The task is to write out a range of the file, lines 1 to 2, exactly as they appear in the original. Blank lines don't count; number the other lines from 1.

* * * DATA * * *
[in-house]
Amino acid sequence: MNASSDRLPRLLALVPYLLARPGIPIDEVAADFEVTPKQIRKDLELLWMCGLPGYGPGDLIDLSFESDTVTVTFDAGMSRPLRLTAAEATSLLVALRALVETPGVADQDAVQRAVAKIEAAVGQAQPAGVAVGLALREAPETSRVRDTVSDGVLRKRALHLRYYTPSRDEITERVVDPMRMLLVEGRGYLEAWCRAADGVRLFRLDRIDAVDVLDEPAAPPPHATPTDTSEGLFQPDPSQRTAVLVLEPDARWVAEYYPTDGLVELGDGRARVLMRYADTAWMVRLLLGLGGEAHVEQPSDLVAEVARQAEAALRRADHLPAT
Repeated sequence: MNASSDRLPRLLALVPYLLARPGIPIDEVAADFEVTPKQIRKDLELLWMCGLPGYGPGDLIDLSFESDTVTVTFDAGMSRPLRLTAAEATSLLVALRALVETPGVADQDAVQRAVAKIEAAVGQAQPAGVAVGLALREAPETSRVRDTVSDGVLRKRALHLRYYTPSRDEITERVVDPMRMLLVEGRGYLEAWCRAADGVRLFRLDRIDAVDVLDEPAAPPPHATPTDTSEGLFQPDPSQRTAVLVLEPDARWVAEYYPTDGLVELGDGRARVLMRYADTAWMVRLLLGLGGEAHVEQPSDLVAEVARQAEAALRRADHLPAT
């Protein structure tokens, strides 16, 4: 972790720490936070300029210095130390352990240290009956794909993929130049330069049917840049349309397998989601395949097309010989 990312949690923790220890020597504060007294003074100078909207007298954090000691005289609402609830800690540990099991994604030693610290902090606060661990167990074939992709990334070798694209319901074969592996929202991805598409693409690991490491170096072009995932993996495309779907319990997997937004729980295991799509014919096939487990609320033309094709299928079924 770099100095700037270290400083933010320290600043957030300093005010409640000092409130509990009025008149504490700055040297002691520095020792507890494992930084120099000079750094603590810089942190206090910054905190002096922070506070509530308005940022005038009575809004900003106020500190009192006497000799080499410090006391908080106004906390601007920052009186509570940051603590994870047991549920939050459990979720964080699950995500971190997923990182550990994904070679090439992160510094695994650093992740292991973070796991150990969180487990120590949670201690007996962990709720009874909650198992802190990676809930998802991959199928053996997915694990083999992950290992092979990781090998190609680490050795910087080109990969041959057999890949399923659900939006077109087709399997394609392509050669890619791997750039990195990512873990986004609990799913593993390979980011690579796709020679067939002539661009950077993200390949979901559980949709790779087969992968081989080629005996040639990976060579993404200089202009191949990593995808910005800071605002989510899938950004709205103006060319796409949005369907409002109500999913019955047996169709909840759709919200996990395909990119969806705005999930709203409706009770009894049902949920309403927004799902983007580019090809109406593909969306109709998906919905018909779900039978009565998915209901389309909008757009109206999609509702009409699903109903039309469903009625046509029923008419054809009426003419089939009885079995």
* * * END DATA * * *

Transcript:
[in-house]
Amino acid sequence: MNASSDRLPRLLALVPYLLARPGIPIDEVAADFEVTPKQIRKDLELLWMCGLPGYGPGDLIDLSFESDTVTVTFDAGMSRPLRLTAAEATSLLVALRALVETPGVADQDAVQRAVAKIEAAVGQAQPAGVAVGLALREAPETSRVRDTVSDGVLRKRALHLRYYTPSRDEITERVVDPMRMLLVEGRGYLEAWCRAADGVRLFRLDRIDAVDVLDEPAAPPPHATPTDTSEGLFQPDPSQRTAVLVLEPDARWVAEYYPTDGLVELGDGRARVLMRYADTAWMVRLLLGLGGEAHVEQPSDLVAEVARQAEAALRRADHLPAT